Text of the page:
This year Bomani Tented Lodge was converted from diesel generator to solar power as its main source of electricity, including a dedicated state-of-the-art solar farm and battery bank. They still use wood fired boilers for some of the rooms, but these will be converted to stand-alone solar units in the months ahead. They believe that their very presence in this remote area encourages the local community to protect the environment which supports the wildlife which brings the tourists. On an individual level, some of the locals they have employed have become their best ambassadors for tourism. They also say that their presence has impacted dramatically the poaching in the area – eliminating commercial poaching and significantly reducing subsistence poaching. In the last year they have had success in encouraging their guests to switch preference from bottled water which has been transported from town to water filtered in camp. Their boreholes deep in the Kalahari sands, produce some on the purest water in the country. In general terms they are alert to the damage caused by plastics and are doing what they can to limit its.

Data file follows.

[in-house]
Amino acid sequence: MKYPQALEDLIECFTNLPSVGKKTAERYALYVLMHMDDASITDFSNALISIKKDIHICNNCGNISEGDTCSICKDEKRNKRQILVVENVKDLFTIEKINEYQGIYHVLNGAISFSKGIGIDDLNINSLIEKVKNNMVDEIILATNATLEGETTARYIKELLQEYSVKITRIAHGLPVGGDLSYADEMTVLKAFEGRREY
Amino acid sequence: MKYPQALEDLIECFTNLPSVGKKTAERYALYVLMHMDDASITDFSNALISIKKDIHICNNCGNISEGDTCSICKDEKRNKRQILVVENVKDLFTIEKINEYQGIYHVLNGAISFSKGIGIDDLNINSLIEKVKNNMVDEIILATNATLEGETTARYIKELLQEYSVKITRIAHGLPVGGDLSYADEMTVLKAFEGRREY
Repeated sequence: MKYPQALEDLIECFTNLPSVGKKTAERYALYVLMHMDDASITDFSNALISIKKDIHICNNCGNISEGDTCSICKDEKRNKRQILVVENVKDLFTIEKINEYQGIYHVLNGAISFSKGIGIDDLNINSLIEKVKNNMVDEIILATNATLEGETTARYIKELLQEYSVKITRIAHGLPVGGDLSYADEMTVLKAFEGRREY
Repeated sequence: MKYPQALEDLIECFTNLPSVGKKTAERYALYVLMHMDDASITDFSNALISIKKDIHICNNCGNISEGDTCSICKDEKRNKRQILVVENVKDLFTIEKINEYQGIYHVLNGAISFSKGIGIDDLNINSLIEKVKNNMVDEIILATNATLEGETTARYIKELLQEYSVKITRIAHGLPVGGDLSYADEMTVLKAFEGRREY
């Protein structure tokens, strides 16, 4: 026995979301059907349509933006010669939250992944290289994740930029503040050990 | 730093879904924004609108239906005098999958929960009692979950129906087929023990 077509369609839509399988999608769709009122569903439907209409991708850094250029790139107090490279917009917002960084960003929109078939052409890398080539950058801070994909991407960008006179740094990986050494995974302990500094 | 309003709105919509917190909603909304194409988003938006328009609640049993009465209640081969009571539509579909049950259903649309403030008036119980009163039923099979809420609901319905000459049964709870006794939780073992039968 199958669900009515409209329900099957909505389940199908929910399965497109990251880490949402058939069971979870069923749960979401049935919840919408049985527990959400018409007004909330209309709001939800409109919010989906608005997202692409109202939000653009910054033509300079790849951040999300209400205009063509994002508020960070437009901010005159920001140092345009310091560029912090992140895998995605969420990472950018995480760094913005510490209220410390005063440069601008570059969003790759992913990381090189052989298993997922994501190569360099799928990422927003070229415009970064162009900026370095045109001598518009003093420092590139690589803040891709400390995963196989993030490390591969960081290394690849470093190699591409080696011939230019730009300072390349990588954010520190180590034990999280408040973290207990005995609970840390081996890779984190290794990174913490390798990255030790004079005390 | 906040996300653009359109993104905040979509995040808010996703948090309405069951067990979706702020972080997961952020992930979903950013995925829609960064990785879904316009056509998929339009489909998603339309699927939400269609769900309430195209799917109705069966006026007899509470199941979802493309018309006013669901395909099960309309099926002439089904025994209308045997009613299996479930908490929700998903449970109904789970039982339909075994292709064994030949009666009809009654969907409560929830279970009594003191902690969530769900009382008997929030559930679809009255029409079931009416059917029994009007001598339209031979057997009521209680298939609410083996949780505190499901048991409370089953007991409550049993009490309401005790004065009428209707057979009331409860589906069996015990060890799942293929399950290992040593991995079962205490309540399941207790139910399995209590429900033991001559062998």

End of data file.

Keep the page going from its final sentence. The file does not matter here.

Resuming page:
Hwange National Park has no perennial rivers, so all the wildlife is reliant on a pumped water programme that has been in effect for nearly 80 years. Imvelo, the owners of Bomani Tented Lodge, accept that this is not ideal in the long term, however it is a situation they have inherited - and until science can provide a better solution, Hwange’s current wildlife population is totally dependent on artificial sources of water – without which tens of thousands of animals, notably elephant, would die. They are now at the cutting edge of moving this programme in Hwange to a ‘greener’, more efficient system. In 2016 at Makona, the anti-poaching ranger station on the frontline of protecting Hwange’s elephant, which was developed with support from Imvelo, and at Jozibanini’s ranger station, 2 boreholes with solar powered water pumps were drilled and installed to pump water for both wildlife and rangers. Not only do these solar pumps provide water to the animals and rangers, but during daylight hours it also provides a power source for radio communications with HQ and charging batteries for handheld radios and lights for the rangers.